In an earlier episode (see the July 31 entry), I had just had suffered the indignity of the gynecologist office waiting room and was being shown back to an examination room.
The nurse takes me to a room and gets out the gown and blanket. As the smell of bandaids and other first aid equipment surrounds me, I wonder how anyone can call pieces of the thinnest paper ever produced a gown and blanket? I think they should, quite appropriately and mockingly, refer to them as gownie and blankette.
If it’s a less classy doctor—also known as “the doctor that actually takes your insurance and hasn’t gone out of business because of malpractice insurance rates”—the nurse will reach into a drawer and pull out The Instruments. (Yes, they deserve to be capitalized.)
It’s scarily similar to a scene in the movies where a fiend preparing to torture someone, with suspended and wickedly slow delight, lays out the thumbscrews, drills and various knives?
I expect to look up and see Igor, his lumpy hump under his frayed jacket, no neck, one eye bigger than the other, and a mole on his forehead with a straggly black hair poking out, looking at me, all the while rubbing his hands together gleefully and laughing maniacally. “Heh, heh, heh. Heh, heh, heh. Heh, heh, heh!”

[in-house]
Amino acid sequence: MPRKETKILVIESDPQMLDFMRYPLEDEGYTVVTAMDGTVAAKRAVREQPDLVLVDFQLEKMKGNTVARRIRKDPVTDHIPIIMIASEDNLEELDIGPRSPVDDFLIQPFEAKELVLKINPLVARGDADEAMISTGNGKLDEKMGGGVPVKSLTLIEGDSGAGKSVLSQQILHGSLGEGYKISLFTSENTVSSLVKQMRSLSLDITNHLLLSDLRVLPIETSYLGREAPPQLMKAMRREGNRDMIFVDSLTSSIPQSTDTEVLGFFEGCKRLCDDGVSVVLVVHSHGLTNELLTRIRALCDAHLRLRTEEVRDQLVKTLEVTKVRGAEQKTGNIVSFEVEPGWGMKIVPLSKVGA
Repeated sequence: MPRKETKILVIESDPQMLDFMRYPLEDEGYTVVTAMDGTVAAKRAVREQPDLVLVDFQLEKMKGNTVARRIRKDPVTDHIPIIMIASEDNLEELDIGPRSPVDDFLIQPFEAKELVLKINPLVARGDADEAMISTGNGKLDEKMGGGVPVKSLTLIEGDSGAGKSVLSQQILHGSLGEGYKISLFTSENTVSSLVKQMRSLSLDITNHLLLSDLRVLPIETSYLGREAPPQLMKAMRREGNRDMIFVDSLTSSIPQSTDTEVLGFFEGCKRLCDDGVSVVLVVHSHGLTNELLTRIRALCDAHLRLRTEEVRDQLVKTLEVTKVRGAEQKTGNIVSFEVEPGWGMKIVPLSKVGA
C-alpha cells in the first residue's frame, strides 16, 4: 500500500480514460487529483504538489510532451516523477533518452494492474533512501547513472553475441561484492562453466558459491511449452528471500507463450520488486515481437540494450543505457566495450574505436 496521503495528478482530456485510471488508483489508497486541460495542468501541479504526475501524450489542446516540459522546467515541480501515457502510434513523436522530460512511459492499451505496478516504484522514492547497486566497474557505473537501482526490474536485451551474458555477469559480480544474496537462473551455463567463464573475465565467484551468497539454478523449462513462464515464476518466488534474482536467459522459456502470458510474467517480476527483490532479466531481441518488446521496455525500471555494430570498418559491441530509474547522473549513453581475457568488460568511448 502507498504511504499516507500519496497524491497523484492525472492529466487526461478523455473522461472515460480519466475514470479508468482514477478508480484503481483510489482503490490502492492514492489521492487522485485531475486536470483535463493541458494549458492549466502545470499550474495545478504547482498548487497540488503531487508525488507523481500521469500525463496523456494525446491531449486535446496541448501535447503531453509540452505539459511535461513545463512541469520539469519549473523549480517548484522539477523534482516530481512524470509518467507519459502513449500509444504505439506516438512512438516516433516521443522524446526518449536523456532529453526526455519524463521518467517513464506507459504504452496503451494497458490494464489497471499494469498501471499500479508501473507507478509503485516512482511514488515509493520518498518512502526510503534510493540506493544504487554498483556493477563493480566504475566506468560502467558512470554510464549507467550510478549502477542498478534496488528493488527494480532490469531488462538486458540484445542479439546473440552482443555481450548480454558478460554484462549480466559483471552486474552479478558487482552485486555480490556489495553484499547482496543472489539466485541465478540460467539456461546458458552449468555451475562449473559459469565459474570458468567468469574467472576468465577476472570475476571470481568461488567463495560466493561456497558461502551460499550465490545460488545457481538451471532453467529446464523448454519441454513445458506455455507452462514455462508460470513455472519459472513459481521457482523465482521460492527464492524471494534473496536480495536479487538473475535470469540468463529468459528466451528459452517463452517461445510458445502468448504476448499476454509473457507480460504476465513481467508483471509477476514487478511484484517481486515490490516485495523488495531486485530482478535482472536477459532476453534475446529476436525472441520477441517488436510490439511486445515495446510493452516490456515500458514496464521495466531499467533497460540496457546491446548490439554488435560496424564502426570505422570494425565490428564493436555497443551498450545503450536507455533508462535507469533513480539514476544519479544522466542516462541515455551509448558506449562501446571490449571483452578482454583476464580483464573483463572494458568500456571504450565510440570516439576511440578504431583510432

I look up quickly but find only a middle-aged, tired of life nurse attempting a half-smile to put me at ease.
At a classier doctor’s office—also known as “the place you can’t afford”—The Instruments are already set out.
But back to our poor person doctor. (That’s right, don’t even dream.) The nurse places The Instruments on a tray by the examining table and goes to write something in her chart, giving me time to contemplate their various uses. I don’t want to look, but my eye is irresistibly drawn. What are they going to do with that? Look at the size of it. Horrible possibilities flicker through my mind. Or, gulp, I already know, and it grosses me out.
But, I’m a big girl. The body is a beautiful and natural thing. Anyway, the doctor’s done this so many times, we all look the same to her. She took this job because she wanted to help women so much that my body is practically sacred to her. Blah, blah, blah, I continue in a useless attempt to convince myself that it’s really no big deal.
While I’m furtively, but intensely glancing at The Instruments, the nurse leaves and I begin the wonderful process of getting naked in a public place without a locked door. I repeat: without a locked door.
I try to be casual, but in the back of my head a timer has started. I know eventually the doctor will give a short knock followed by the immediate opening of the door. Or, the nurse will have forgotten to set out one of The Instruments, come back to set it out, and catch me with one boob hanging out. Or standing there in nothing but my pantyhose—control top with a roll of fat bulging above the waist due to the compression of the body shaping comfort band. Or me, bent over, with the moon to the door, my underwear around my knees as I take them off. My slightly yellowed underwear. With the holes.